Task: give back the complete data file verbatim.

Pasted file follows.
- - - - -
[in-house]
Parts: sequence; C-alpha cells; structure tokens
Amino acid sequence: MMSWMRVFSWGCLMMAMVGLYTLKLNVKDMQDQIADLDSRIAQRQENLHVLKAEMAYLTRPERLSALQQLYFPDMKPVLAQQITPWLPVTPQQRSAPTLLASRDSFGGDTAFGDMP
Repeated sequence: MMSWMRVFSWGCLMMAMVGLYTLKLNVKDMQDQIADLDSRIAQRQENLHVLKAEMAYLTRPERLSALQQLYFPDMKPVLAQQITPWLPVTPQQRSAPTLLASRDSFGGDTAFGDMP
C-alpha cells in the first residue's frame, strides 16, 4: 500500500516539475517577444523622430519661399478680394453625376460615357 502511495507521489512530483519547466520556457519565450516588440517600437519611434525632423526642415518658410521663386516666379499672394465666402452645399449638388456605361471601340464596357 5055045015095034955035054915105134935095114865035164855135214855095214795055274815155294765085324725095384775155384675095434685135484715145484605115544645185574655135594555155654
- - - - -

[in-house]
Parts: sequence; C-alpha cells; structure tokens
Amino acid sequence: MMSWMRVFSWGCLMMAMVGLYTLKLNVKDMQDQIADLDSRIAQRQENLHVLKAEMAYLTRPERLSALQQLYFPDMKPVLAQQITPWLPVTPQQRSAPTLLASRDSFGGDTAFGDMP
Repeated sequence: MMSWMRVFSWGCLMMAMVGLYTLKLNVKDMQDQIADLDSRIAQRQENLHVLKAEMAYLTRPERLSALQQLYFPDMKPVLAQQITPWLPVTPQQRSAPTLLASRDSFGGDTAFGDMP
C-alpha cells in the first residue's frame, strides 16, 4: 500500500516539475517577444523622430519661399478680394453625376460615357 502511495507521489512530483519547466520556457519565450516588440517600437519611434525632423526642415518658410521663386516666379499672394465666402452645399449638388456605361471601340464596357 5055045015095034955035054915105134935095114865035164855135214855095214795055274815155294765085324725095384775155384675095434685135484715145484605115544645185574655135594555155654